By Suphada Rom
One of my most profound food and wine memories takes me back to Italy, specifically the Ligurian coast. The allure of the crooked seaside streets with squeaking restaurant signs, beckoning you with wafts of dinners yet-to-come. Ducking my head (literally, I had to duck since the arched doorway was about five feet high, at best) into a small restaurant revealed half a dozen tables nestled into every nook and cranny. After quickly scanning the menu, I greedily ordered an appetizer of vongole al vino bianco (clams in white wine) and an entrée of trofie al pesto (a hand-made rolled pasta with a rich pesto sauce). I decided to complete the local trifecta with a cheap half bottle of a local white wine.
These were my pre-wine-geek days, where I was more focused on the food than the wine. And yeah, my wine vocabulary may have been no more than white or acidic, but I knew that what I'd ordered was delicious, and a perfect accompaniment to the dishes I ordered. Fast-forward six years later, and here I am working with all the gorgeous wines at Tablas Creek, including the Italian variety I had ordered that night, Vermentino. I may not have known what the grape was, or what its characteristics were, or anything about it, but I loved it then, as I do now.
So, to pair with our recently released 2015 Vermentino, I chose two courses of nostalgia. The recipes I used were fairly simple and straight-forward, as I think some of the best are. I chose to use the recipe from Food52 for pesto alla Genovese. The clams recipe comes from Saveur for their Garlic-Steamed Manila Clams. I had to make a minor modification, as trofie is not a pasta you find at your local supermarket or even your artisanal Italian food shop. The origin of trofie isn’t entirely known, although it could be traced back to the the verb "strofinare", which essentially means to rub, which in turn could refer to the fact that this pasta is made by hand. Wherever its name is derived from, it finds its roots in Liguria and is commonly seen generously coated by fresh basil pesto. I found that using strozzapreti was a good substitute because its elongated structure and and curled crevices would store just enough pesto for every bite. The curled strips resemble a priest's collar (strozzapreti literally means "priest strangler", although there are alternate origin stories). Here are the results from the dual pairing:
My first bite consisted of a shell-full of clam, followed by a hunk of bread that had been soaking in the herbed broth. The clams were cooked wonderfully, but the broth is what truly made the dish. Before you even cook the clams, you saute shallots and garlic, whose deep, sweet flavor resonates through the broth. Using the white wine, you deglaze the pan, releasing all the little flavorful bits. Adding in fresh herbs at the end gives the broth not only fresh and vibrant flavor, but color too! I could seriously eat a vat of this broth with baguette. I did manage to disengage from the appetizer long enough to dig into the entree. The pesto was mild in flavor and complex in texture. When you're tossing in the pesto in with the warm pasta, the cheese can adhere to each individual pasta, leaving behind the pesto. I added a splash of pasta water to thin out the pesto slightly, garnering a more even coating.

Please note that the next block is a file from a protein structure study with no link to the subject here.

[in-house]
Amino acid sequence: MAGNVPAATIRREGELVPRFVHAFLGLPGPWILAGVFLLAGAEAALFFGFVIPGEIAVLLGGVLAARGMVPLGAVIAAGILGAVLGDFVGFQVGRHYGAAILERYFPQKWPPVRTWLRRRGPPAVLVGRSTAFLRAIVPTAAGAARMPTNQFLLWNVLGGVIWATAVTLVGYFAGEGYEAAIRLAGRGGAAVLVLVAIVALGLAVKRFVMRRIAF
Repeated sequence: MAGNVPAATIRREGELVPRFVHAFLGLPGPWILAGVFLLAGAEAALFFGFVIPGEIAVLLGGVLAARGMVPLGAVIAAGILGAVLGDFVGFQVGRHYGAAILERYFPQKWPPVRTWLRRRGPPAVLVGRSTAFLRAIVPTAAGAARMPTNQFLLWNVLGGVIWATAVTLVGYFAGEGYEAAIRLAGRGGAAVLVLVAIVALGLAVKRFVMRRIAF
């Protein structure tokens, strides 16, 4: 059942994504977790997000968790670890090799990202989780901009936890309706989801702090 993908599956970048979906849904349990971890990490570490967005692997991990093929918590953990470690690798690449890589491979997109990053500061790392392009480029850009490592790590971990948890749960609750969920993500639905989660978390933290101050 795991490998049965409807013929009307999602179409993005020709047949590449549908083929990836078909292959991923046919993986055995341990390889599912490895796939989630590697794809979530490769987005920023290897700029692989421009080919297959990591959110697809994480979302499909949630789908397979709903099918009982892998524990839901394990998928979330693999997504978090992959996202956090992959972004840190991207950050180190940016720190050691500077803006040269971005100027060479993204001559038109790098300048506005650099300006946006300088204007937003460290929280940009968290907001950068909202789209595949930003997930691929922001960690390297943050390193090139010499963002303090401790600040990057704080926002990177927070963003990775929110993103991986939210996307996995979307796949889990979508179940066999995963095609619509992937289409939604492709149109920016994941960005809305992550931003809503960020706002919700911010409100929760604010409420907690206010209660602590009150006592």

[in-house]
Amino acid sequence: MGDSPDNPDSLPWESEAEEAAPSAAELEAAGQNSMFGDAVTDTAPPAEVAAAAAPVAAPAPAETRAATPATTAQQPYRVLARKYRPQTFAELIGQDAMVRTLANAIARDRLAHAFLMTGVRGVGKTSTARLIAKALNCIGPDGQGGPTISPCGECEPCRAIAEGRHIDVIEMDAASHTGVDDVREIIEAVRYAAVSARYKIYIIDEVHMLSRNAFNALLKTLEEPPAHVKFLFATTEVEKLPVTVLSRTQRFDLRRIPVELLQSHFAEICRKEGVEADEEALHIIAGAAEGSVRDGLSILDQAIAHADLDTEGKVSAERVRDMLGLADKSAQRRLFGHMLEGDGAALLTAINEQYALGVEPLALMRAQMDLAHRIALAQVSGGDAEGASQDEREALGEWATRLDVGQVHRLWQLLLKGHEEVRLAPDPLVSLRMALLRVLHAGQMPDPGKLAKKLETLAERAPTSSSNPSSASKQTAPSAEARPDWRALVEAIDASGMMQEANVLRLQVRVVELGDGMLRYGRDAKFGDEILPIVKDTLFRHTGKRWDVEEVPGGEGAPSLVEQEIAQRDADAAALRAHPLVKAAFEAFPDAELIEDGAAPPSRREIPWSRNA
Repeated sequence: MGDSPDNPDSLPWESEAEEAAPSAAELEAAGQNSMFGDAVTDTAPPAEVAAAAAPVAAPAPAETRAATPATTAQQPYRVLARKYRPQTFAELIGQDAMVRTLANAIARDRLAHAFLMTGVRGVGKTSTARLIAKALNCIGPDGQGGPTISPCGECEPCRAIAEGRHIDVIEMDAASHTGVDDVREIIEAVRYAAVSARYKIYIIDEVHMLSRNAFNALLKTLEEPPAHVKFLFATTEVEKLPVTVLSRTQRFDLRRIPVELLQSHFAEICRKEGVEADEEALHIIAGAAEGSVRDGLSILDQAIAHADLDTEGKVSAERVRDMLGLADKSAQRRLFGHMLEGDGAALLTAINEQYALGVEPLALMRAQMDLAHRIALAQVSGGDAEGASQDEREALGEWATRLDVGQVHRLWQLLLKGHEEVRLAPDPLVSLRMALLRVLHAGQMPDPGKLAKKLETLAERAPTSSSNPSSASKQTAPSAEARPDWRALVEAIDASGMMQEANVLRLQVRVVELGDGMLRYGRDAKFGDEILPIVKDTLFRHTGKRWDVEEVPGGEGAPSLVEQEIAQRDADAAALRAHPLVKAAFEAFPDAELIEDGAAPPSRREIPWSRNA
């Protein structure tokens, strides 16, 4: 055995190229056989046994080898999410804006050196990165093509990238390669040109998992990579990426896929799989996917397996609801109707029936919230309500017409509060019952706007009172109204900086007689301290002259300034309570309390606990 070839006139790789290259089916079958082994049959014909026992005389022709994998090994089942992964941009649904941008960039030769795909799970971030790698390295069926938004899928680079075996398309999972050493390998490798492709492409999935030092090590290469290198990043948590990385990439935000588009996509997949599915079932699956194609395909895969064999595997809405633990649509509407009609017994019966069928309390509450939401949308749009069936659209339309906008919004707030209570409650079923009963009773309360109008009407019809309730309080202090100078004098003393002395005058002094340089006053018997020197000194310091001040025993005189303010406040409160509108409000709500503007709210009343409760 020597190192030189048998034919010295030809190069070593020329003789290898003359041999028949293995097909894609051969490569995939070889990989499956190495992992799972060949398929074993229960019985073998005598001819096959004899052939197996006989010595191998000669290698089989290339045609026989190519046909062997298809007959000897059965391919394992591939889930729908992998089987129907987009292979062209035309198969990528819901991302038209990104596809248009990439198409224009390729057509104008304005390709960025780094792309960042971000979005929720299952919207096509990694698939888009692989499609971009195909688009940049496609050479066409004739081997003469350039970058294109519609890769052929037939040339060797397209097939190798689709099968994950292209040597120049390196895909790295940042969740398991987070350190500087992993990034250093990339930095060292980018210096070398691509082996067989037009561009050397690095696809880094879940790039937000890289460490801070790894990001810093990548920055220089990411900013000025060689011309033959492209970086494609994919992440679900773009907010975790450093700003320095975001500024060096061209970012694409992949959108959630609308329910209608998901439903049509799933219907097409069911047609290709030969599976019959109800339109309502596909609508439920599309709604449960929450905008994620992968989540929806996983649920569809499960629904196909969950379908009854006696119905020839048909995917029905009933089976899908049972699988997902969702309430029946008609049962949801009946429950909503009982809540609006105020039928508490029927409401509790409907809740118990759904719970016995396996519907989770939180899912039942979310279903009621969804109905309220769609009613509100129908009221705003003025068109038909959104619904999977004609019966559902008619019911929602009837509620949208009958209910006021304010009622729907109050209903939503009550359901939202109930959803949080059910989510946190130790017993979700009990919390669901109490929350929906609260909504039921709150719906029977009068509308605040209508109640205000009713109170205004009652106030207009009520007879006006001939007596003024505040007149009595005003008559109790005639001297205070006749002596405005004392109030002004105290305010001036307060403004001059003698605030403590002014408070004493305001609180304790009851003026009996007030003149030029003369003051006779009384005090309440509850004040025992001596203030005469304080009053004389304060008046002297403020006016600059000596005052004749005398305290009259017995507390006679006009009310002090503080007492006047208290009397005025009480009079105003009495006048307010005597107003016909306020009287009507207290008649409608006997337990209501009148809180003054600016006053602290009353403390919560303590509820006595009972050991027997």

In between bites of clam and pasta, I managed to take a sip or two of our 2015 Vermentino. I know what you might be thinking- why is Tablas Creek, who is so focused on French (specifically Rhone) varieties producing Vermentino? The answer is at the very heart of Tablas Creek's existence- our importation of vine material from France. When we starting the vineyard, we wanted to import specific clones from France that would produce quality grapes in the limestone rich soils of Paso Robles. Based on the recommendation of the Perrins' French nurseryman, we began with a handful of varieties from the Rhone and a couple outliers, including Vermentino. Vermentino, also known as Rolle, is easy to grow in the vineyard and even easier on the palate. It exudes aromas of lemon and lime- I happened to find a little piece of my childhood in a whiff of cream soda. There is this expression of fresh citrus, with a rich mouthfeel that coats your palate long enough for the acidity to kick in, lending a generous "pick me up" on the finish. In terms of pairing, I like seafood with this wine a whole lot, especially when there's white wine involved in the sauce. There's a certain briny character in Vermentino that suggests the ocean, and the finish of pithy grapefruit provides a foil for the rich flavors of roasted garlic and shallot. And matching up pesto with this wine is a slam dunk. It's a regional pairing that, for so many reasons, is perfect in itself and needs little explanation except for Try It.
Looking back, I see that, even though I didn't realize it then, I was destined for the path I've been paving for myself. This road entangled with food and wine was one I was sure to not only continue down, but make a career out of.
If you recreate this dish (or create a TCV wine and food pairing of your own!), be sure to let us know on any of our social media handles - Facebook or Twitter or Instagram - or just leave us a comment here! When you do, tag @tablascreek and use #EatDrinkTablas
A few other resources:
- Recipe for Steamed Manilla Clams can be found here, via Saveur.
- Recipe for Pesto alla Genovese can be found here, via Food52.
- You can purchase the 2015 Vermentino by clicking here or by visiting us in the tasting room
- Although this wine was included in the Spring "Whites Only" Shipment, wine club members can re-order this wine at their 20% discount! Not a member yet? Learn more about the VINsider club here.